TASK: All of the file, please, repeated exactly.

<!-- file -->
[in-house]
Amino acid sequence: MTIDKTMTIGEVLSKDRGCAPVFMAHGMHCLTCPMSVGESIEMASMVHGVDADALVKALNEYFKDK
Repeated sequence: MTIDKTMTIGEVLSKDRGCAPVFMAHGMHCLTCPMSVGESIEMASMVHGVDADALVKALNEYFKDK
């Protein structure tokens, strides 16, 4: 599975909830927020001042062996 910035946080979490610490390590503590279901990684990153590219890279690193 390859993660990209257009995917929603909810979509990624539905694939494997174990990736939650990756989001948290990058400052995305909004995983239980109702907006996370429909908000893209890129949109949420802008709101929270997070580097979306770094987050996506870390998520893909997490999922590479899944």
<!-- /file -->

[in-house]
Amino acid sequence: MTIDKTMTIGEVLSKDRGCAPVFMAHGMHCLTCPMSVGESIEMASMVHGVDADALVKALNEYFKDK
Repeated sequence: MTIDKTMTIGEVLSKDRGCAPVFMAHGMHCLTCPMSVGESIEMASMVHGVDADALVKALNEYFKDK
């Protein structure tokens, strides 16, 4: 599975909830927020001042062996 910035946080979490610490390590503590279901990684990153590219890279690193 390859993660990209257009995917929603909810979509990624539905694939494997174990990736939650990756989001948290990058400052995305909004995983239980109702907006996370429909908000893209890129949109949420802008709101929270997070580097979306770094987050996506870390998520893909997490999922590479899944």